I promised to post this recipe a couple of days ago, but then the weather got all tropical in the Netherlands and I couldn’t do anything else than enjoying these last steamy and sweaty days of summer. Now the temperatures have dropped again I’m happy to post this incredible porchetta. Just as most pork belly-recipes it’s very easy to prepare, the hardest part is tying the knots and if you find that difficult you should just order in tonight, cause it probably isn’t going to work out for you in the kitchen.
I didn’t get my skin as crispy as I wanted to, but maybe that’s because I didn’t (I mean: my butcher didn’t) make as many scores as stated in the recipe. Anyway, it was still very delicious and, once again, the guys in my student house made sure there wasn’t any piece of pork left.
Since my final outcome pictures failed, this last picture in which you see me focussing – and biting my lip in concentration – on cutting the meat is the most decent picture of how the porchetta turned out.
Recipe adapted from Home Made Winter by Yvette van Boven (Dutch, but will be translated into English).
3 kg pork belly, skin on*
30 g course sea salt, plus a little bit extra**
freshly ground pepper
a small bunch of fresh thyme
a small bunch of fresh rosemary
a bigger bunch of fresh sage
2 tbsp fennel seeds
8 cloves of garlic
100 g pine nuts
4 tbsp olive oil
freshly ground pepper
kitchen twine, about 10 pieces of 30 cm
*I’ve had my butcher score the pork skin. Ask him/her to make scores 8 mm apart from each other. This is way easier – and safer – than to do it yourself at home.
** Even though this looks like a huge amount of salt, I already cut it back. The original recipe stated 50 grams, but this was just too salty. Next time I would make it I would use 30 grams of salt, but I haven’t tried it yet, so it’s just my guess.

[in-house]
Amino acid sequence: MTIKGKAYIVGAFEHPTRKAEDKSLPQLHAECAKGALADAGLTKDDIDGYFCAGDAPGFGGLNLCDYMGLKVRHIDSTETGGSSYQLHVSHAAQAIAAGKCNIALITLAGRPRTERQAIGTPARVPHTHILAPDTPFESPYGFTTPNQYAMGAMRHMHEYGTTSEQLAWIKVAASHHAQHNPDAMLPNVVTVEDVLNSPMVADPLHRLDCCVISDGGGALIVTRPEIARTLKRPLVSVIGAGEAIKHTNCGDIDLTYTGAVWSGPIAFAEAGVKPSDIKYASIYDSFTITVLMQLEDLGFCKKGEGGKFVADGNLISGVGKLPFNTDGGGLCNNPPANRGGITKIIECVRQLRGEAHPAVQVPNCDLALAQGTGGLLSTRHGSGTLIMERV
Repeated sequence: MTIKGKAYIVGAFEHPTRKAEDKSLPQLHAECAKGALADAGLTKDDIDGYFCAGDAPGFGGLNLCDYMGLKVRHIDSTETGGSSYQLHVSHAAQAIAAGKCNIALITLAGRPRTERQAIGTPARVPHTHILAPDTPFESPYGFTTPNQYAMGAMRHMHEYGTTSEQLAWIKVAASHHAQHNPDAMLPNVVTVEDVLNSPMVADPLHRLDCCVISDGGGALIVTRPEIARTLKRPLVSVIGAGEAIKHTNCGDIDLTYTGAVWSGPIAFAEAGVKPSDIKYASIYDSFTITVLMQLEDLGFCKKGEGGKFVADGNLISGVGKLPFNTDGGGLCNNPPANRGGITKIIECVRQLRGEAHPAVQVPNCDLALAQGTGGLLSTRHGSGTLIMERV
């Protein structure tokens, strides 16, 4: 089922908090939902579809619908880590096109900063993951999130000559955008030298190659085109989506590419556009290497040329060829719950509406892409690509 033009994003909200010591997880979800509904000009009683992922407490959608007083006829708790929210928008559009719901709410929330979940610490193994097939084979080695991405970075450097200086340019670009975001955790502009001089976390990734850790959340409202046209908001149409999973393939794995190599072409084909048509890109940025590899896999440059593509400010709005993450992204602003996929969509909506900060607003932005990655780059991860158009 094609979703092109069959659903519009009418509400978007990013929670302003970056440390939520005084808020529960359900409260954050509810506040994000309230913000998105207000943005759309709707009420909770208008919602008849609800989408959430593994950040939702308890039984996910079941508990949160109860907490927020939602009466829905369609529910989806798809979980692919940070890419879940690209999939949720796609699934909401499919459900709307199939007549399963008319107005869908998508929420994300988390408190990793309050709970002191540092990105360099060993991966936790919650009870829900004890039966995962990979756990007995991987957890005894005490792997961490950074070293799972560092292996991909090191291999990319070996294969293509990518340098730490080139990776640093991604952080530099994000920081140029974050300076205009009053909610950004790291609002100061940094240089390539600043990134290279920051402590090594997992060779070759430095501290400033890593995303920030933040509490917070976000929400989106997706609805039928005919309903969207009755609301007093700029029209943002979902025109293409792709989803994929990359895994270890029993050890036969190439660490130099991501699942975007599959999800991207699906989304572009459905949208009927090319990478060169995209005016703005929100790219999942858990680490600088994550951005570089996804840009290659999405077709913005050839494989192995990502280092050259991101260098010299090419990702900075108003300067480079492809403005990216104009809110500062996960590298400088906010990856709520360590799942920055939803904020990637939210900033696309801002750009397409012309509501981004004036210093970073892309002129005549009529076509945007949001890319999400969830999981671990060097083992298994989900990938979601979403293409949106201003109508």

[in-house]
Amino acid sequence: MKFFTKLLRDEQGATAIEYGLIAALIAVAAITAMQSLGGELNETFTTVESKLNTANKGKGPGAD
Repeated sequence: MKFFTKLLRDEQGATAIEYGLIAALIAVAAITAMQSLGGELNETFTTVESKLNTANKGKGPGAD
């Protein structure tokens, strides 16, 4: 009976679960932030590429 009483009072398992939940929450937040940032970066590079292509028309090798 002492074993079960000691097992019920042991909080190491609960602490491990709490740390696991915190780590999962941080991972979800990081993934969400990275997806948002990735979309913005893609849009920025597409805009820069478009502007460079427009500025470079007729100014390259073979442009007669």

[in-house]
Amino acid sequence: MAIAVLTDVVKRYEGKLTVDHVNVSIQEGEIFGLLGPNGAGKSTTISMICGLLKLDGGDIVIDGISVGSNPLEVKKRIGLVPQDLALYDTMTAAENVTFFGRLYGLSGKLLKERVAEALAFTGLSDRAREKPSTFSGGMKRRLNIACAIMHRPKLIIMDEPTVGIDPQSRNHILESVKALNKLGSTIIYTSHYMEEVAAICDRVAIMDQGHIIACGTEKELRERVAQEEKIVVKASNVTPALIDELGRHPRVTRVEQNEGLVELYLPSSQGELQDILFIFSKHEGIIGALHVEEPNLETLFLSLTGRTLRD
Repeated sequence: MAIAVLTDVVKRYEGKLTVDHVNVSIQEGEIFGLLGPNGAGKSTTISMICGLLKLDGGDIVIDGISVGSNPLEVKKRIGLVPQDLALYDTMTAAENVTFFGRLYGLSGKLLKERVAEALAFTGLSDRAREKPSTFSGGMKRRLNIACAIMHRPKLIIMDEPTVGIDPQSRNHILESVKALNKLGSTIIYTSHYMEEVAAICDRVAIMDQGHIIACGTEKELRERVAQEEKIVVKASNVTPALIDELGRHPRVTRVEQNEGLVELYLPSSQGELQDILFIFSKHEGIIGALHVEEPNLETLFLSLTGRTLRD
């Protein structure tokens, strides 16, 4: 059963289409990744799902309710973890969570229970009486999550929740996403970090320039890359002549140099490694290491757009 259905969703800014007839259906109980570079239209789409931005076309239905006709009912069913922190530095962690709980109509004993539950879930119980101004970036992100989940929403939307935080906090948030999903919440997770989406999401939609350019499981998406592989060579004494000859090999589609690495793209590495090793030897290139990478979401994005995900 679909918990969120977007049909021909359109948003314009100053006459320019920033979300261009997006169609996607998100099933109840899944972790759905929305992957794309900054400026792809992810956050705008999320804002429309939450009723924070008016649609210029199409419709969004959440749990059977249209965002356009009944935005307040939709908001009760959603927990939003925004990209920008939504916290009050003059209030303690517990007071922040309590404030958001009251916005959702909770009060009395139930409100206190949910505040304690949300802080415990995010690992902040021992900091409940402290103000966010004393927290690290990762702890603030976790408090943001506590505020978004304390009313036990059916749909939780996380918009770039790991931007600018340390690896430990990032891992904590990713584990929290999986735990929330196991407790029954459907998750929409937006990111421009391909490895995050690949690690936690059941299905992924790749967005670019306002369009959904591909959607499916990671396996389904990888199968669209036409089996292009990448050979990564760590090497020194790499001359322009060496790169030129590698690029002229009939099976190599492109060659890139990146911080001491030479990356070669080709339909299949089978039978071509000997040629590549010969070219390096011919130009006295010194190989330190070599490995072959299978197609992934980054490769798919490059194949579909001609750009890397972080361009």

Preheat the oven to 230˚C.
Place the pieces of kitchen twine vertically in front of you (as you can see in the pictures, I didn’t do this and it got all messy when I already sprinkled the meat with the herb mixture and then had to get the twines under the meat). Place the meat over the pieces of kitchen twine, skin side down. Sprinkle it with the salt and freshly ground pepper and rub it into the meat.
Put the thyme, rosemary, sage, fennel seeds, garlic, pine nuts and oil in a kitchen food processor and grind it into a course herb mixture. Sprinkle it over the pork belly.
Roll the pork belly and tie the pieces of kitchen twine. Start from the middle and make your way to the outside. You might need a second pair of hands to help you with this part. Cut the end of the strings.
Rub the outside of the pork belly with some more olive oil and sprinkle with some more sea salt and pepper. Place the meat in a roasting tin, put it into the oven and roast it for 20 minutes.
Lower the oven temp to 150˚C and cover the roasting tin with tin foil. Leave in the oven for 3 hours, without paying any attention to it – this is the best part of the recipe.
After three hours, remove the tin foil and baste the meat with its own juices and fat from the roasting tin. Bake for 20 minutes more, to ensure a crispy crackling.
Take the meat out of the oven and place it on a cutting board. Leave to rest for a short while – if you can resist to urge to dive in immediately – or make some pictures and get laughed at by your housemates.
Cut into slices and devour.